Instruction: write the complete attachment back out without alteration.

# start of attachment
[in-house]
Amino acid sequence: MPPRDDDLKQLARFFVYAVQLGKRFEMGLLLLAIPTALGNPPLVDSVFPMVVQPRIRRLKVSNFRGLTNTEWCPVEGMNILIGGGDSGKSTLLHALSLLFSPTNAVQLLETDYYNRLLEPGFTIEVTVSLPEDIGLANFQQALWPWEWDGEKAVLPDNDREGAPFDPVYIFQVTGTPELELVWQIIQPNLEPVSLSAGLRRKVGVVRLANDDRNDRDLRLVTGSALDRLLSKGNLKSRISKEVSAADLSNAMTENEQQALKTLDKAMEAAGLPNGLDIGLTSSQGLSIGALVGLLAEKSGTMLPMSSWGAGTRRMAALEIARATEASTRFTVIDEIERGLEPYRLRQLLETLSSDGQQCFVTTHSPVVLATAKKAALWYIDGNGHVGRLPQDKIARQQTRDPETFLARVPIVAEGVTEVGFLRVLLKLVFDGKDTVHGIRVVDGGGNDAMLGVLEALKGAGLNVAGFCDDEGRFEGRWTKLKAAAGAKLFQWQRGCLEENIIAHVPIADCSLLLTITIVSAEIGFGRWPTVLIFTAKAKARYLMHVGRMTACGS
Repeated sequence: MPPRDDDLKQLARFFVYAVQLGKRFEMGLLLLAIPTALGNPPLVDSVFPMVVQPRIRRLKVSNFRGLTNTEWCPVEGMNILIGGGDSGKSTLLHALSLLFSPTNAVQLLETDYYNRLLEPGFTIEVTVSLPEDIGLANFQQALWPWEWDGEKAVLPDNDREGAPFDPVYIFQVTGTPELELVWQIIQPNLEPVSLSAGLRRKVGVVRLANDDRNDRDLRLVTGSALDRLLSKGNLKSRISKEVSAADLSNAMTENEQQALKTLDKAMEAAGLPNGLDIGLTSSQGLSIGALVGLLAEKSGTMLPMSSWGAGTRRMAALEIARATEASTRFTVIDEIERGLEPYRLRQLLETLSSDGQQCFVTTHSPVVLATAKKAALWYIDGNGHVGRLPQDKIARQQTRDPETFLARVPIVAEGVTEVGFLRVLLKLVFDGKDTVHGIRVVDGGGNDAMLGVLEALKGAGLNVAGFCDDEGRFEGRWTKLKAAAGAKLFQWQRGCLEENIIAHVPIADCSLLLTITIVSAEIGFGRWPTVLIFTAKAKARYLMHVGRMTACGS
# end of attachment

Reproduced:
[in-house]
Amino acid sequence: MPPRDDDLKQLARFFVYAVQLGKRFEMGLLLLAIPTALGNPPLVDSVFPMVVQPRIRRLKVSNFRGLTNTEWCPVEGMNILIGGGDSGKSTLLHALSLLFSPTNAVQLLETDYYNRLLEPGFTIEVTVSLPEDIGLANFQQALWPWEWDGEKAVLPDNDREGAPFDPVYIFQVTGTPELELVWQIIQPNLEPVSLSAGLRRKVGVVRLANDDRNDRDLRLVTGSALDRLLSKGNLKSRISKEVSAADLSNAMTENEQQALKTLDKAMEAAGLPNGLDIGLTSSQGLSIGALVGLLAEKSGTMLPMSSWGAGTRRMAALEIARATEASTRFTVIDEIERGLEPYRLRQLLETLSSDGQQCFVTTHSPVVLATAKKAALWYIDGNGHVGRLPQDKIARQQTRDPETFLARVPIVAEGVTEVGFLRVLLKLVFDGKDTVHGIRVVDGGGNDAMLGVLEALKGAGLNVAGFCDDEGRFEGRWTKLKAAAGAKLFQWQRGCLEENIIAHVPIADCSLLLTITIVSAEIGFGRWPTVLIFTAKAKARYLMHVGRMTACGS
Repeated sequence: MPPRDDDLKQLARFFVYAVQLGKRFEMGLLLLAIPTALGNPPLVDSVFPMVVQPRIRRLKVSNFRGLTNTEWCPVEGMNILIGGGDSGKSTLLHALSLLFSPTNAVQLLETDYYNRLLEPGFTIEVTVSLPEDIGLANFQQALWPWEWDGEKAVLPDNDREGAPFDPVYIFQVTGTPELELVWQIIQPNLEPVSLSAGLRRKVGVVRLANDDRNDRDLRLVTGSALDRLLSKGNLKSRISKEVSAADLSNAMTENEQQALKTLDKAMEAAGLPNGLDIGLTSSQGLSIGALVGLLAEKSGTMLPMSSWGAGTRRMAALEIARATEASTRFTVIDEIERGLEPYRLRQLLETLSSDGQQCFVTTHSPVVLATAKKAALWYIDGNGHVGRLPQDKIARQQTRDPETFLARVPIVAEGVTEVGFLRVLLKLVFDGKDTVHGIRVVDGGGNDAMLGVLEALKGAGLNVAGFCDDEGRFEGRWTKLKAAAGAKLFQWQRGCLEENIIAHVPIADCSLLLTITIVSAEIGFGRWPTVLIFTAKAKARYLMHVGRMTACGS